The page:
From Bedtime to the Boardroom: Why Storytelling Matters in Business

From Bedtime to the Boardroom: Why Storytelling Matters in Business
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This story appears in the April 2015 issue of Entrepreneur. Subscribe »

It’s one of the biggest buzzwords in business—storytelling—and it’s how savvy companies are satisfying the public’s never-ending hunger for content. With compelling characters, relatable plots and, most important, authenticity, these innovators are connecting with consumers, colleagues and investors on an emotional level. 

“What is a story?”Andrew Linderman asks a group of students, most in their 20s and 30s, who are gathered in a Manhattan classroom for “Storytelling for Entrepreneurs,” a lesson in how to better pitch themselves and their products.   

One student offers a complex definition straight out of a comparative literature class. Linderman, founder of The Story Source, a New York-based coaching and consulting company, shakes his head. Another student raises his hand hesitantly.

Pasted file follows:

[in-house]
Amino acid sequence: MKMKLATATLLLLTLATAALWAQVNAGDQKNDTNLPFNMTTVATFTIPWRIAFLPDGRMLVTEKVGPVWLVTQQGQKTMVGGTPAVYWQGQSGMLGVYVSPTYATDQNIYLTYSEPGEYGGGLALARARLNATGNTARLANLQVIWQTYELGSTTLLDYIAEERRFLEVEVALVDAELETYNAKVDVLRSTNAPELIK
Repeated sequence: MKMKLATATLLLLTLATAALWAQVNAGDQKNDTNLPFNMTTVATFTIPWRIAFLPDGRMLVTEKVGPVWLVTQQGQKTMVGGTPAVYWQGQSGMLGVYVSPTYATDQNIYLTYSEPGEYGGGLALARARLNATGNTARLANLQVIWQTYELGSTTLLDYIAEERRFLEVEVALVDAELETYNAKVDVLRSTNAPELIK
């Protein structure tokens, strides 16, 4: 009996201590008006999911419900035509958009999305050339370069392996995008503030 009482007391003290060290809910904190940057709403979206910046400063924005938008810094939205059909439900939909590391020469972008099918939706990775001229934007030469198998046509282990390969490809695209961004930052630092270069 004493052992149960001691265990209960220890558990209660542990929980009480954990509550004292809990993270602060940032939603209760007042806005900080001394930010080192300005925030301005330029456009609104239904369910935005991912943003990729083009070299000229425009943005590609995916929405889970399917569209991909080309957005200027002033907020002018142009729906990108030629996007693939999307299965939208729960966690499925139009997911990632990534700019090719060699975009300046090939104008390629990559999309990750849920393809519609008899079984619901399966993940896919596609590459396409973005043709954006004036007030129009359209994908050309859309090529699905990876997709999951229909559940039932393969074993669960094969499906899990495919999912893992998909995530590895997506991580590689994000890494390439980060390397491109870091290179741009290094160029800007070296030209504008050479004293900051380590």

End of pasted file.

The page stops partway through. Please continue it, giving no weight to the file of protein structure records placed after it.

“It has a beginning, middle and end,” he offers.   

“Yes!” Linderman says enthusiastically, writing it on the board.   

For the next few hours, each student digs deep to figure out how to create a story related to their business, with characters, a setting, a problem, a climactic moment and a resolution. Then they work on telling it all in just three minutes.

Linderman’s class is one of many that teach an ancient art in a new way by applying it to a business setting. His students learn that if they want to sell their startups, they need to know how to project themselves and their products in a way that is both engaging and effective. And that’s not easy.